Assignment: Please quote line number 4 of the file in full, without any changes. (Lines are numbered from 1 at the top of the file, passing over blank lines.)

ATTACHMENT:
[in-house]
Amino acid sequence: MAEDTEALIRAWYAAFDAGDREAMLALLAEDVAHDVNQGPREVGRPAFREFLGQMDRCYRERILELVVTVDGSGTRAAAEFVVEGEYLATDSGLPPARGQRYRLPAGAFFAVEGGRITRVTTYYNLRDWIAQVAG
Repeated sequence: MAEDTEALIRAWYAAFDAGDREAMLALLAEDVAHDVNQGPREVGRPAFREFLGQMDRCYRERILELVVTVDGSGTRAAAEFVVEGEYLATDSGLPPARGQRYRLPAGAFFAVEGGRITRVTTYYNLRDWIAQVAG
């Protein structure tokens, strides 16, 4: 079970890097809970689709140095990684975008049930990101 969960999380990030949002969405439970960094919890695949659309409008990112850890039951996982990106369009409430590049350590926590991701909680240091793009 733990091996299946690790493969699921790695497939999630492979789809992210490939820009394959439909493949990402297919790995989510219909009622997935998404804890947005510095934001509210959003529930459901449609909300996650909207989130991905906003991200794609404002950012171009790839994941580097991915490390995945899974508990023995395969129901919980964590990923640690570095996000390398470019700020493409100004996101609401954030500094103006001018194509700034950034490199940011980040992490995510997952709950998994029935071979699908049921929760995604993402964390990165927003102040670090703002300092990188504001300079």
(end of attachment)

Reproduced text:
């Protein structure tokens, strides 16, 4: 079970890097809970689709140095990684975008049930990101 969960999380990030949002969405439970960094919890695949659309409008990112850890039951996982990106369009409430590049350590926590991701909680240091793009 733990091996299946690790493969699921790695497939999630492979789809992210490939820009394959439909493949990402297919790995989510219909009622997935998404804890947005510095934001509210959003529930459901449609909300996650909207989130991905906003991200794609404002950012171009790839994941580097991915490390995945899974508990023995395969129901919980964590990923640690570095996000390398470019700020493409100004996101609401954030500094103006001018194509700034950034490199940011980040992490995510997952709950998994029935071979699908049921929760995604993402964390990165927003102040670090703002300092990188504001300079």